In Florida it’s illegal for law enforcement to instate a ticket quota (a specific number of tickets officers are required to give out within a given timeframe).
Yet the Florida Highway Patrol (FHP) is in trouble again for doing just that. Lt. Col. Mike Thomas, FHP’s Deputy Director, has been forced into early retirement as of September 1st after sending an email to six high-ranking colleagues encouraging troopers to issue at least two tickets per hour. Specifically, Thomas’ email urged his colleagues:
“to encourage our members to maintain our 2.0 citations per hour ratio as we attempt to provide a safer driving environment for Floridians.”
In an attempt to justify the ticket ratio, Thomas was quoted as saying that it is more of a “want” than a quota, one with the goal of ensuring that troopers are spending less time inside patrol cars, and more time speaking with and educating drivers.
But Thomas’ justification is lacking in merit for several reasons. First off, the ratio clearly meets the requirements of a quota. It’s requiring officers to issue a specific number of tickets (2) in a given time frame (1 hour). There is no “want” in this situation, there is an actual quota. Secondly, if the officers were only being asked to speak with or educate more drivers, there would be no need to specify a number of tickets to be given out.
Thomas’ justification is also in stark opposition to the one made by his colleague, Major Mark D. Welch, whose career with the FHP was abruptly ended two weeks prior for sending out an email to troopers regarding the same quota.
In Welch’s email addressing the citations per hour, Welch stated:
“Many times, it is easier to issue a warning opposed to a citation for behaviors observed.
But the only way to try to alter that behavior is by impacting the motorist with the sanctions surrounding a traffic citation.”
Clearly Welch is indicating that issuing tickets is the only way to change a driver’s behavior (hence the reason the FHP was requiring a greater number of citations per hour.) If anything he is discouraging troopers from simply speaking with, or educating drivers.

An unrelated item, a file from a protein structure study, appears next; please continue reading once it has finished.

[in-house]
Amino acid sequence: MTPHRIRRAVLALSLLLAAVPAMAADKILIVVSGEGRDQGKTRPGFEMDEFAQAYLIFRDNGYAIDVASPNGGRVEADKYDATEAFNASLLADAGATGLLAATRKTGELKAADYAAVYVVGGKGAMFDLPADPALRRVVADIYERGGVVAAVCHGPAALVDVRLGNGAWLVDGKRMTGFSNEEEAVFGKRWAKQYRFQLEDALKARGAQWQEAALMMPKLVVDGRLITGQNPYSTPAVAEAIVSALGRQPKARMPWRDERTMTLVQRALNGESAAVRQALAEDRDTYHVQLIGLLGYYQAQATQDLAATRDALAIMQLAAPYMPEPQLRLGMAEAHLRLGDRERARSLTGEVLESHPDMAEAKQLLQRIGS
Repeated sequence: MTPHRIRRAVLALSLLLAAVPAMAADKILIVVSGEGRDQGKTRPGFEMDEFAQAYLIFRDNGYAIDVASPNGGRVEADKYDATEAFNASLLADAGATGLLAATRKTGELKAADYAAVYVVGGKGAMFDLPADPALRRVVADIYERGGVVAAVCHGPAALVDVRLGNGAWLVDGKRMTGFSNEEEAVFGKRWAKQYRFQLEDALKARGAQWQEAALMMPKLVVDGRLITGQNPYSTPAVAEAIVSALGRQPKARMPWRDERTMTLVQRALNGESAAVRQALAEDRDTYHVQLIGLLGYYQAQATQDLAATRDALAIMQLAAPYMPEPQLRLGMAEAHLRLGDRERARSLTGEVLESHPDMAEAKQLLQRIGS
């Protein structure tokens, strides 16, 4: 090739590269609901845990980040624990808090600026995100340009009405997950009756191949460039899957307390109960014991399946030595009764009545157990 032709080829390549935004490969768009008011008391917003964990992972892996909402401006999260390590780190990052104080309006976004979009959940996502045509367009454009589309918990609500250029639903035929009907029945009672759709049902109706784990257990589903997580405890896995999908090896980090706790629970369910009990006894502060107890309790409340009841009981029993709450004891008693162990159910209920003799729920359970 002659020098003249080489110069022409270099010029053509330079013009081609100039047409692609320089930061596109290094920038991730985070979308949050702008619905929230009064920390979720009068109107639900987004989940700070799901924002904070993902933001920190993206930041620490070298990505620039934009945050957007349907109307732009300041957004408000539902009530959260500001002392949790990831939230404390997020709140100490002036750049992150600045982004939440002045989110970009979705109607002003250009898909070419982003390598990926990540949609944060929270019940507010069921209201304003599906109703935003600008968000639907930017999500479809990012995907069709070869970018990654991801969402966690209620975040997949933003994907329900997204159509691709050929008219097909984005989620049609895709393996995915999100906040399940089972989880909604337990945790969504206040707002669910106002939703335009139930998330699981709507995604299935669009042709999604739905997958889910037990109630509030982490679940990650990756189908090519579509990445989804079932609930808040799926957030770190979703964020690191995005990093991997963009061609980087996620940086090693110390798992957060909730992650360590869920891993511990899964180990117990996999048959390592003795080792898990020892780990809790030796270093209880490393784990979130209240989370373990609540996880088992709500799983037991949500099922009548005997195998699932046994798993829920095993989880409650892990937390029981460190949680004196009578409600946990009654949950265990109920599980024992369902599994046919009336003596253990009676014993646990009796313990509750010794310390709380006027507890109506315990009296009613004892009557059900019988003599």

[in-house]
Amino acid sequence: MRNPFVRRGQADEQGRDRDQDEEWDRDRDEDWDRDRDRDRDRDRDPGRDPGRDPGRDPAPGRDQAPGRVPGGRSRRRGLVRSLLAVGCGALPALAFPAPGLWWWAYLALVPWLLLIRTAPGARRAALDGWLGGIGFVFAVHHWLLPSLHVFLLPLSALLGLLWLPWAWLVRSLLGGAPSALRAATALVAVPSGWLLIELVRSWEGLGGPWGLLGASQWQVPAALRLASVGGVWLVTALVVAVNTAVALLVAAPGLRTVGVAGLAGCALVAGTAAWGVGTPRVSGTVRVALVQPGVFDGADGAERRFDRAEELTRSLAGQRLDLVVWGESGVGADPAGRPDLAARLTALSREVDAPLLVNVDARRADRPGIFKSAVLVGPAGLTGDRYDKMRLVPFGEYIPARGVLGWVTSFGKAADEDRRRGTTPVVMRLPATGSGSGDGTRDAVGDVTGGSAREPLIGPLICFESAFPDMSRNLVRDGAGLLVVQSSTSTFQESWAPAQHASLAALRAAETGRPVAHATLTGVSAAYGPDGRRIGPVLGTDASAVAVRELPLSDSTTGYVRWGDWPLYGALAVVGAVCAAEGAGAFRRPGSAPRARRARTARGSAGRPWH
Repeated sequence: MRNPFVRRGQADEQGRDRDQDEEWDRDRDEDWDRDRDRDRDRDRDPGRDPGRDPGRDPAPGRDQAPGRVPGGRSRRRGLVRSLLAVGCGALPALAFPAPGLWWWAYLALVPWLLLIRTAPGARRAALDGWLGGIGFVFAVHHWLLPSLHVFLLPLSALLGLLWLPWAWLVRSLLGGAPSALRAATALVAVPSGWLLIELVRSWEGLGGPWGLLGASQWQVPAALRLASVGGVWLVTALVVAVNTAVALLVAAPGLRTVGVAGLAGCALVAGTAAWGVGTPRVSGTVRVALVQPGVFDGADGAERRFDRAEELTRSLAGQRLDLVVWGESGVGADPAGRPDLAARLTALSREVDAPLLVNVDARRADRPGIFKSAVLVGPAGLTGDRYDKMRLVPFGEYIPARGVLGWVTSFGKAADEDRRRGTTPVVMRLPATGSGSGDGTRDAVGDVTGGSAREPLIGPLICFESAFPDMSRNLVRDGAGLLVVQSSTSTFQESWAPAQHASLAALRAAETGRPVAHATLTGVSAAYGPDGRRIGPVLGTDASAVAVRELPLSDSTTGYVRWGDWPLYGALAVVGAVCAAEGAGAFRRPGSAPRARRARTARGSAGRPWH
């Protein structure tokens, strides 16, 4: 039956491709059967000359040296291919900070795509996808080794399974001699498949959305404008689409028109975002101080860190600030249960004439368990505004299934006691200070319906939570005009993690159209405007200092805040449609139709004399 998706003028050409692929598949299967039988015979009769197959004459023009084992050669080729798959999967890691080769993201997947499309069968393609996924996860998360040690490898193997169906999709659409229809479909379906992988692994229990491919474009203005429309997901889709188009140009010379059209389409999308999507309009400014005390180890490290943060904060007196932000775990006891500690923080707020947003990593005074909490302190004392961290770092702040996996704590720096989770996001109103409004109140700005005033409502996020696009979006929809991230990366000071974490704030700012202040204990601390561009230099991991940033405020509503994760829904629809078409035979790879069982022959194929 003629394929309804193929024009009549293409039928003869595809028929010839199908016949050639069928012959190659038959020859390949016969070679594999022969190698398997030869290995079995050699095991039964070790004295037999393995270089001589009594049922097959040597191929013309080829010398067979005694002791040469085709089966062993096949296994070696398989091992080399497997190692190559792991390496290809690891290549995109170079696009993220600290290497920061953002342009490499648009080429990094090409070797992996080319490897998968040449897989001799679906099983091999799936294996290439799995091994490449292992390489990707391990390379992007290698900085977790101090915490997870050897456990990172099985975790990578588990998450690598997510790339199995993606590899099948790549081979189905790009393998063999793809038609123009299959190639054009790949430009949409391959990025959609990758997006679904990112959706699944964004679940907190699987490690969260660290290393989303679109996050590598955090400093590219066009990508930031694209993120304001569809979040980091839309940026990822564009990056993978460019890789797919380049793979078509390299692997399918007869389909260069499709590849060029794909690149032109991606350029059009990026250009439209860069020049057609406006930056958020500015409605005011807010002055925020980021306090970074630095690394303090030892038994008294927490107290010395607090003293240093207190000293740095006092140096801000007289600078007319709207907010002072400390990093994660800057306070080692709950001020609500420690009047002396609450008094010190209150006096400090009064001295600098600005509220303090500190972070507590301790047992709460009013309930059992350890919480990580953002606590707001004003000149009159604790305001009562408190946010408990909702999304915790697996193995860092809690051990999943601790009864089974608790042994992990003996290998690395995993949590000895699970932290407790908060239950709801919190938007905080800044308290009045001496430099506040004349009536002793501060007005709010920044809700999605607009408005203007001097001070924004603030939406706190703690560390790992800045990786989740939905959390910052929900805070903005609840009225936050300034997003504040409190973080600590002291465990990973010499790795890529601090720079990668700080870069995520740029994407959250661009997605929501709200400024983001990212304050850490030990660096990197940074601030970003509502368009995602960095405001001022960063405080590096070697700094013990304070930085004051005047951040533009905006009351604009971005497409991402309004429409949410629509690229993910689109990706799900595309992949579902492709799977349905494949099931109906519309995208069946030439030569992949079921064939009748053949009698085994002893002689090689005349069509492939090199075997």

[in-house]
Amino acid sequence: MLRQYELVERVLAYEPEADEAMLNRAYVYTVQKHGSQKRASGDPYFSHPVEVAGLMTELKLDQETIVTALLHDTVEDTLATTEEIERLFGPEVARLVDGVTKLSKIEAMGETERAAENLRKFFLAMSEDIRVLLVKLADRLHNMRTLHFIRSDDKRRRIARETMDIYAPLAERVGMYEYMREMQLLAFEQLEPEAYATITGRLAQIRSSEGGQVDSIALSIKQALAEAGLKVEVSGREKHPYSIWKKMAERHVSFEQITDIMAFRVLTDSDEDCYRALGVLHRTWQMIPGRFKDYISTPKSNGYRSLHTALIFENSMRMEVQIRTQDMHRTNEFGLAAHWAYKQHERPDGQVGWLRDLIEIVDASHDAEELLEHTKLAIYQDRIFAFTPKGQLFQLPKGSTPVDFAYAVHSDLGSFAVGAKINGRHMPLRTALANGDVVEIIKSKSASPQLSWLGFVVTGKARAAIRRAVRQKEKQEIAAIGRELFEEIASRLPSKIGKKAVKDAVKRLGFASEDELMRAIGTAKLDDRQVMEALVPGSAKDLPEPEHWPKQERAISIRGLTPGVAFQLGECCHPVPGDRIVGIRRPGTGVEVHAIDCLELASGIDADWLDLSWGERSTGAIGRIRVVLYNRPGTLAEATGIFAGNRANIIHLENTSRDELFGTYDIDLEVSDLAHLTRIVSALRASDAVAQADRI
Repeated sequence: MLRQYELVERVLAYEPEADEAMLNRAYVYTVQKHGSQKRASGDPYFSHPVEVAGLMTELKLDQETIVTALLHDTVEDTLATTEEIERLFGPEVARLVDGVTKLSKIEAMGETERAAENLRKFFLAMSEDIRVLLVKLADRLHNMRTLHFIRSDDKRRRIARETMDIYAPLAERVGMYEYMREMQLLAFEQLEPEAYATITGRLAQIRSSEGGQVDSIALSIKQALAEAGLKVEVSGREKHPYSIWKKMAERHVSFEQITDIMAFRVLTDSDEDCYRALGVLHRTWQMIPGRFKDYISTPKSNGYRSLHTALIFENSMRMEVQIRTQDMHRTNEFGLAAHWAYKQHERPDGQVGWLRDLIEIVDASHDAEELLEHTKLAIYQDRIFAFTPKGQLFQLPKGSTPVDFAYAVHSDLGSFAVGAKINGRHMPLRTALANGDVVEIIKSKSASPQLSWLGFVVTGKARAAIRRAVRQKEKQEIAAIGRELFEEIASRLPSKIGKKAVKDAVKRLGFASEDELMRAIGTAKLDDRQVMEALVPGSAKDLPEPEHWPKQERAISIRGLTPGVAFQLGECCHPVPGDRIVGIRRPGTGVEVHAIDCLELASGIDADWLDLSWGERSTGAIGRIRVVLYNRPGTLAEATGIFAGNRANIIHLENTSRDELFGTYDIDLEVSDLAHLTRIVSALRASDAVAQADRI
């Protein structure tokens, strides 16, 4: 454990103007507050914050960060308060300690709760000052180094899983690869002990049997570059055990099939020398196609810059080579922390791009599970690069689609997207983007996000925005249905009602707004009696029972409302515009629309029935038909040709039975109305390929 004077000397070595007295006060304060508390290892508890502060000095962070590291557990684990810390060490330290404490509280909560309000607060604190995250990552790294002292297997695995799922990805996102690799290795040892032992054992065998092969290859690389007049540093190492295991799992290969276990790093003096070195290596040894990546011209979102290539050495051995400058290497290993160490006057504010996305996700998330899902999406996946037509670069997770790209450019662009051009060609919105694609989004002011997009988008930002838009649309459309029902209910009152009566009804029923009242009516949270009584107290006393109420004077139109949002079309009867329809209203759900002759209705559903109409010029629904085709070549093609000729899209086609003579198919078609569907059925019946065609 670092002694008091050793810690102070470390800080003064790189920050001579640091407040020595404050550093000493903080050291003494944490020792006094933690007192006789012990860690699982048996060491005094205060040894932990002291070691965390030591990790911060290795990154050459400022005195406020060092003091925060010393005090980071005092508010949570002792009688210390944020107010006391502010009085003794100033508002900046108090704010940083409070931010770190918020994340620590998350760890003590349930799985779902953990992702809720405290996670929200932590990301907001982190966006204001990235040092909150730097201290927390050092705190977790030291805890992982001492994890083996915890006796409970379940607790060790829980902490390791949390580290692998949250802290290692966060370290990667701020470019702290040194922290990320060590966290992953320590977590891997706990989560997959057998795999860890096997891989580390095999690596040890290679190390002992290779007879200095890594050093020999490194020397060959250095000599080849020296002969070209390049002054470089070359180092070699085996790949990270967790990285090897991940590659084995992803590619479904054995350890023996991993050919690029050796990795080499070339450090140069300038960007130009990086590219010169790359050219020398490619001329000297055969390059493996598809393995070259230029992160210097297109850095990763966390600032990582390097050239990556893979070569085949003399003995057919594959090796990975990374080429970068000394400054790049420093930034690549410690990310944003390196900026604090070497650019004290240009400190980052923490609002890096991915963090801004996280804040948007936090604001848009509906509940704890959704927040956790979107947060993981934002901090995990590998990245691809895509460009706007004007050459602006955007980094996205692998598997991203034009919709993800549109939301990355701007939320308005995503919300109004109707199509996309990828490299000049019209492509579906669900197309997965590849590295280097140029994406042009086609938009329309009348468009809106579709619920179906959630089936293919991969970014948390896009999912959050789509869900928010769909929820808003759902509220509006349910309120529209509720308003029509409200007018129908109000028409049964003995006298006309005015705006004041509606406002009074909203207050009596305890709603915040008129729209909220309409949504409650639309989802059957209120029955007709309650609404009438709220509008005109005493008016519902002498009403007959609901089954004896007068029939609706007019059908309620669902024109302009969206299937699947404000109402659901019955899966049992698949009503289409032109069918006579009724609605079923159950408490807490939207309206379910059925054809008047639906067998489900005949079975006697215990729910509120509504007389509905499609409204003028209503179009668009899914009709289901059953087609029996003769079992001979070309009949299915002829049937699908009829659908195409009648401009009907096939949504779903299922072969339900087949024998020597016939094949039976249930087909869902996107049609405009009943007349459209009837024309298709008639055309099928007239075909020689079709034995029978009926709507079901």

The other justification given by the FHP is that the quota is an effort to improve highway safety. However the number of tickets issued in a given period of time does not necessarily correlate with safer driving or fewer accidents. And thus far the FHP has not offered any data or statistics that back up their assertion that it does.
What the quota really comes down to is money. Traffic tickets are a multi-billion dollar industry. They bring in lots of revenue for the state, and in this case, that was exactly the goal of the FHP.
Highway patrol officers recently received a 5 percent salary raise, which has also raised overtime rates as well. Their salaries are funded by taxpayer dollars. Welch even references the pay increase directly in the email he sent to troopers telling them they needed to increase the number of citations issued per hour.
Additionally, there are many vacancies on the patrol right now due to the position’s low starting salary of only $38,000 per year. To help fill these vacancies, Governor Rick Scott plans on asking the Legislature to boost the starting salary to $42,000 per year, and you know what that means – more money, more tickets!
Unfortunately for drivers it’s unlikely we will ever see an official end to ticket quotas. But perhaps this situation will teach FHP officials that putting everything in email isn’t necessarily a good idea.